Sing Along to the Spring Siren Song!
by Kathy Warnes
Sing along to the spring siren gardening song
But watch out for the gardening ghosts!
Compelled by twitching green thumbs, the gardener spreads seed catalogs, potting soil, and clay pots on the kitchen table, ignoring the sleet beating against the windows.
There is a spring siren song that always sets the gardener’s green thumb twitching. The gardener knows that algae and mold are green too. The gardener knows aching muscles don’t stay in the garden. The gardener resolves that every year of gardening will be the last. Compelled by twitching green thumbs, the gardener spreads seed catalogs, seed packets, potting soil and clay pots on the kitchen table just as the ancient Romans spread rose petals through the gardens in their marble villas.
Babylonian Kings Liked to Gardens
Compelled by ghostly voices singing siren songs from the garden, the gardener slips outside and kneels in the flower beds next to the house. The gardener scowls at the winter bushes, dreaming of humus and fertilizer. Others kneel beside the gardener on this still frozen ground. The gardener is in distinguished company. The ancient Babylonians were gardeners. One king in Babylon planted hanging gardens in tiers to ease the homesickness of his wife who sighed for the hills of her native land.
The gardener sighs too and mentally marks off the rows that will be transformed into sunflowers, zinnias, and rows of unpredictable vegetables. The Babylonian king’s garden became one of the Seven Wonders of the Ancient World. This garden will be a wonder of the modern world if it survives the flower picking fingers of a five-year-old and the daily worm digging excavations of a ten-year-old for another year.
Ancient Greek Gardeners Were Neat
The Old Testament in the Bible has instructions for planting and caring for fig and olive trees, the gardener muses, fastening pliers around the grape vines that look like the wrath of Jehovah and deciding for the umpteenth time to cut them out of the garden. The grapes they offer in exchange for all of pruning are shriveled and sour and not good for much but making a gallon of home made wine. Ah, but the wine! No fine wine served by Abraham in golden flagons in his tent can match the taste and aroma of that wine fermented from homemade autumn perfumed grapes.
The gardener puts the pliers back in the garage and moves on to the ancient Greeks. They shake their curly heads in dismay at the crazy quilt disorder of this garden. They patterned their gardens, alternated small and large beds, and installed fountains and planted arbors for variety. To them gardening was an art to be practiced with consummate skill and dedication. “You left out one pertinent fact!” the gardener yells at them as they retreat, horrified at modern gardening. “You ancient Greeks had slave labor to work in your gardens!”
Rabbits Prefer Local Lettuce
Taking refuge in the square of land by the fence where the vegetable garden hibernates, the gardener thinks positive vegetable garden thoughts. The neighborhood rabbits prefer home grown untidy lettuce to any other, which is a form of natural selection and horticultural flattery. The gardener is annually grateful when even one of the lettuce plants survives. The gardener ignores the Babylonian king lurking in the experimental basil patch. The king deserves praise for planting an herb garden containing over 50 different kinds of herbs the gardener concedes, but then challenges the king out loud, “Show me your rabbits before you tell me that I can grow herbs too!”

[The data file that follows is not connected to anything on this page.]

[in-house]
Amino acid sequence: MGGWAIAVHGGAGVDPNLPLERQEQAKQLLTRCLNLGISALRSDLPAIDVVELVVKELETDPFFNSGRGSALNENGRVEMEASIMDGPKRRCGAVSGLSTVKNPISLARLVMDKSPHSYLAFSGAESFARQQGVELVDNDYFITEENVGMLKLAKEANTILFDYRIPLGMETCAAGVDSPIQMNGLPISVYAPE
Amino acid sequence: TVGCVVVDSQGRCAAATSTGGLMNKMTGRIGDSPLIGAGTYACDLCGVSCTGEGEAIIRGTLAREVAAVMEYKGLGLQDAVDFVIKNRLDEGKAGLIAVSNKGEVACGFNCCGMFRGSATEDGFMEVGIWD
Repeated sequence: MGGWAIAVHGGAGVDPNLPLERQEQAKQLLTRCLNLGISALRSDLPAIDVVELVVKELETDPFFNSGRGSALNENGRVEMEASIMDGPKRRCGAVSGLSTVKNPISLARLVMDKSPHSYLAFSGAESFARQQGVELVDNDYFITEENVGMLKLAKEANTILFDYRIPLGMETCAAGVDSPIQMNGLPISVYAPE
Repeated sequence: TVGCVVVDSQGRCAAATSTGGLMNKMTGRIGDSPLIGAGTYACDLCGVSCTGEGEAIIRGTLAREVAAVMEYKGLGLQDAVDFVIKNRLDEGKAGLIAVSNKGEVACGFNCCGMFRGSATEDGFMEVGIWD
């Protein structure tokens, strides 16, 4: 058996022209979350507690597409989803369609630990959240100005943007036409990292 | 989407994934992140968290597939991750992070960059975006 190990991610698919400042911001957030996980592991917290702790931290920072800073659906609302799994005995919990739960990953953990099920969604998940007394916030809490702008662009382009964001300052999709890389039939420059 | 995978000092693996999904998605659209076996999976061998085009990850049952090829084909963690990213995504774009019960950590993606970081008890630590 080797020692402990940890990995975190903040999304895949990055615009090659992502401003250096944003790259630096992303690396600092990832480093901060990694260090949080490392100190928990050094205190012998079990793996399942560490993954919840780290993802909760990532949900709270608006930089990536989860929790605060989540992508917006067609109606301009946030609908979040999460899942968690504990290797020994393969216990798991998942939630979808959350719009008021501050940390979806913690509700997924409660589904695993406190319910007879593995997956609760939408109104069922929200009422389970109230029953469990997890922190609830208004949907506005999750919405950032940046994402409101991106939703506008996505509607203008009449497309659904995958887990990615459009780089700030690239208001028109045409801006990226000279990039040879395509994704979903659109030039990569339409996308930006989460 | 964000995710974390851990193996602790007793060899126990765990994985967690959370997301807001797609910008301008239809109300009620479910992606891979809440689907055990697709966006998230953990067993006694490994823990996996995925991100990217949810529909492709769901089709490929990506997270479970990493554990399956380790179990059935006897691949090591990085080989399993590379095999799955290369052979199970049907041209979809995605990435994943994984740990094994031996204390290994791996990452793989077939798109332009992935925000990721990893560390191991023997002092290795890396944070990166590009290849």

Lonely Vegetable Garden
The gardener walks on to the melon patch and makes a mental note to thank the Commodore when planting melons and cantaloupes this year. Commodore James Barron brought melon and cantaloupe seeds to Germantown, Pennsylvania from Tripoli in 1818. The seeds appreciated Germantown soil and they grew, multiplied and the gardener is still planting their progeny every year.
Studying the snow sprinkled soil, it is hard for the gardener to believe that this is the same vegetable garden that encourages every occupant to hang, slither, and creep in the summer. This is probably because the gardener is usually the only witness to the vegetable garden’s summer activity. Everyone else is off performing mysterious missions that keep them from the chore of weeding the vegetable garden.
Even now, the gardener is the only inhabitant of the vegetable garden in waiting until the sparrow eyeing the bird feeder hanging on the fence swoops down to investigate the dining facilities. Some bird seed is still there, so the gardener can retreat into the planting seed catalogs with good conscience and eager fingers. The voices of the gardening ghosts plead with the gardener to stay, but there is still a little more time before their voices combine to sing a gardening siren song. They will practice singing and sending soft spring breezes. They will whisper reminders of how the warm earth feels in the gardener’s fingers.
The Anthem is Irresistible but Bring Slave Labor!
The gardener knows the anthem will be irresistible as soon as spring smiles her first warm smile and seeds stir to life for another season of growing. Then the gardener will hurry outside entranced in a gardening spell, despite the best resolutions to abstain from gardening and take up jogging or the gym.
“I’ll be back soon,” the gardener promises the gardening ghosts, slamming the door firmly in their faces. Then the gardener opens the door a crack. “Ancient Greeks, make sure you bring some of your slave labor with you this year!”
All New Square Foot Gardening: Grow More in Less Space!, Mel Bartholomew, Cool Spring Press, 2006
Second Nature: A Gardener’s Education, Michael Pollan, Grove Press, 2003